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EHR Vendor Consolidation

Posted on June 10, 2011 I Written By

John Lynn is the Founder of the blog network which currently consists of 10 blogs containing over 8000 articles with John having written over 4000 of the articles himself. These EMR and Healthcare IT related articles have been viewed over 16 million times. John also manages Healthcare IT Central and Healthcare IT Today, the leading career Health IT job board and blog. John is co-founder of and John is highly involved in social media, and in addition to his blogs can also be found on Twitter: @techguy and @ehrandhit and LinkedIn.

What happened in the M&A arena had interesting ramifications, but what didn’t happen might be equally significant: The overcrowded electronic health records market didn’t consolidate.

Well over 200 EHR vendors are fighting for meaningful use business. How crowded is the field? As of mid-April, the federal government lists 393 Complete or Modular certified ambulatory EHR products, along with 182 certified inpatient Complete or Modular products.

There were several good reasons for the non-event, but consolidation’s got to come soon, says Rob Tholemeier, senior research analyst at Crosstree Capital Partners, a Tampa-based corporate financial advisory firm. “There has never in the history of software been 200-plus companies selling similar functionality,” he notes. “Less than a dozen-maybe a dozen at most-will survive.” –Source

I always find these reports on the EHR market fascinating. I’ve done some analyst work for a few companies that are looking at the EhR market. I should probably do more since it’s pretty fun to be able to provide investors a view at what I see happening in the EMR and EHR market.

I agree with the above statement that it’s been a little bit surprising that we haven’t seen more consolidation in the EHR market. I think we can all agree that there are far too many EHR vendors out there right now. I’m all about competition, but this many competitors makes it really hard for the clinician to choose an EHR. Certainly this is going to change.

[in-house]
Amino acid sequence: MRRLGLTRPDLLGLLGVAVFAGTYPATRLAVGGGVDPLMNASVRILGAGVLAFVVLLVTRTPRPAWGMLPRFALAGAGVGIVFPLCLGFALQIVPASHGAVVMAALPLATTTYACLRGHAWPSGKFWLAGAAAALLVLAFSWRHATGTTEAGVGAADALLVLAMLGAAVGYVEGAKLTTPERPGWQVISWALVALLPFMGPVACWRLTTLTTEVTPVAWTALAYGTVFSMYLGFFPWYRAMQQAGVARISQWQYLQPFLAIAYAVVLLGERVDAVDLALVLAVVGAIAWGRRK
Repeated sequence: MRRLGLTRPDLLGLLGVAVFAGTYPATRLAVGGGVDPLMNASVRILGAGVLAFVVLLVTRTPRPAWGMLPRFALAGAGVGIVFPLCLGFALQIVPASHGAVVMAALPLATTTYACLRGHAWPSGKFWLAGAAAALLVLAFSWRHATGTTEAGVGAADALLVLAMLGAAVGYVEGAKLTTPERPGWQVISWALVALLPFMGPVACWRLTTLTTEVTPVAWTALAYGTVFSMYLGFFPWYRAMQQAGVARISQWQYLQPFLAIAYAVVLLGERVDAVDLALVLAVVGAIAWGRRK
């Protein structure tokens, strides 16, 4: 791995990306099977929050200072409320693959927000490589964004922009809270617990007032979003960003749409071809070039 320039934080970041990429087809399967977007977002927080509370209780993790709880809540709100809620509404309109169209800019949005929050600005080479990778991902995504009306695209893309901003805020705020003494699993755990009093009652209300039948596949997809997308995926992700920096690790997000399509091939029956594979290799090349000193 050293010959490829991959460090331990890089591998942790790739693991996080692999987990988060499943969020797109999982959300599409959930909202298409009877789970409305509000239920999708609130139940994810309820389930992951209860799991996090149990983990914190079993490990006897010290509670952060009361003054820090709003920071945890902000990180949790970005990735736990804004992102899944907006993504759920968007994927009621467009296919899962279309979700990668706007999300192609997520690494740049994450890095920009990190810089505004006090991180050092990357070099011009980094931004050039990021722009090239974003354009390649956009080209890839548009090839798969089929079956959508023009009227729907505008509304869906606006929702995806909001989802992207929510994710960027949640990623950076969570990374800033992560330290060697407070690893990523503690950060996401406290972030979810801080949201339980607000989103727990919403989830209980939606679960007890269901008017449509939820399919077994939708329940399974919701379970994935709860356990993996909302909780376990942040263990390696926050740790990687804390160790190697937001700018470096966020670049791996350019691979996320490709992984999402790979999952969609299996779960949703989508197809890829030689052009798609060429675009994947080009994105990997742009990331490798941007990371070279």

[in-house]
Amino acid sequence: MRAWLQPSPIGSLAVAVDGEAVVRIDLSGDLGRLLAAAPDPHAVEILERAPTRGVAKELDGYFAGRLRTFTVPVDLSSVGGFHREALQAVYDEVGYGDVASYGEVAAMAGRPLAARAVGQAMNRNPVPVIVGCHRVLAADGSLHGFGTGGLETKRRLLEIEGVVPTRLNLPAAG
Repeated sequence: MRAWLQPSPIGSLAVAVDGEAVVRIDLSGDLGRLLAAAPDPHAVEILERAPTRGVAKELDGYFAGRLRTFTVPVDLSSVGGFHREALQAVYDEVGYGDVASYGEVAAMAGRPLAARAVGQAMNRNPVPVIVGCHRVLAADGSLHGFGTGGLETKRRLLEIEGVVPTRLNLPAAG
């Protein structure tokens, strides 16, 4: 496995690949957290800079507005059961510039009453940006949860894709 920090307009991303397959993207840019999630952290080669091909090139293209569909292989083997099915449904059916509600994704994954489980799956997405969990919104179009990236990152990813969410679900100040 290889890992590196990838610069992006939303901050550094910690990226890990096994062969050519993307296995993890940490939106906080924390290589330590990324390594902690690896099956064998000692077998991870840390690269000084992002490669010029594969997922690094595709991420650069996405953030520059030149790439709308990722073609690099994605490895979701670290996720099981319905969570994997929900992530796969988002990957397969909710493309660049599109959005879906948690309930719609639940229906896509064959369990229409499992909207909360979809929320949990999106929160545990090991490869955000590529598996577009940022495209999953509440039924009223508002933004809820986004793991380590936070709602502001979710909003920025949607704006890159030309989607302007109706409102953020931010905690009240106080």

The above linked article suggests that most of the EHR consolidation would be through attrition instead of acquisition. I don’t totally agree with this theory. There will be a nice mix of both. Although, I believe that acquisition of EHR vendors will actually be more common than EMR vendors shutting down the business.

Plus, while we will see some consolidation, I totally disagree with the above quoted articles assertion that the EHR market will consolidate down to “a dozen at most” EHR vendors. I’ll be surprised if we get down to 100 different EHR vendors. The SaaS EHR vendor business model just doesn’t need that many doctors using their system to work. Unlike many other industries, I think that there’s a whole set of very conservative EHR vendors who can run their business very well with a small subset of providers.

Of course these EHR vendors are always looking to grow, but I see many of these companies ready for the long EHR grind. They’ve been very conservative in their approaches and can last a very long time with their current EHR user base. Many aren’t even trained in the thinking of how to exit the business. They’re entrenched and ready for a long battle. So, while we’ll see some consolidation of the EHR industry, don’t believe these analysts that are predicting a massive consolidation to a handful of companies.

SmartlinkEMR in Action at a Physician Practice

Posted on I Written By

SmartlinkEMR in action at a physician practice in Carmel, Indiana.

At this implementation, the application aggregates reports from the Indiana Health Information Exchange (IHIE), LabCorp and Quest Diagnostics into a single database providing a one stop Patient Diagnostics Information System. Office staff are able to find patient reports in seconds instead of many minutes saving them chunks of time throughout the day.

The time savings from office staff is incredible as they report at least two to three hours saved in each workday.



Watch the video here.

FDA Regulation of EHRs and the Implications for Your Practice

Posted on I Written By

Is greater federal oversight of health information technology on the horizon? Concerns about patient safety related to electronic health records may be prompting the Food and Drug Administration to revisit its existing “enforcement discretion” approach to HIT, under the premise that EHR software can be considered Medical Device Data Systems (MDDS). This podcast discusses some of the pros and cons of regulation, and reviews recent developments that may provide insight into the FDA’s current outlook on this issue, including a new ruling that took effect last month that reclassifies MDDS as Class 1 devices.

Tim Gee, Principal of Medical Connectivity Consulting and a principal with Santa Rosa Consultants



Watch the video here.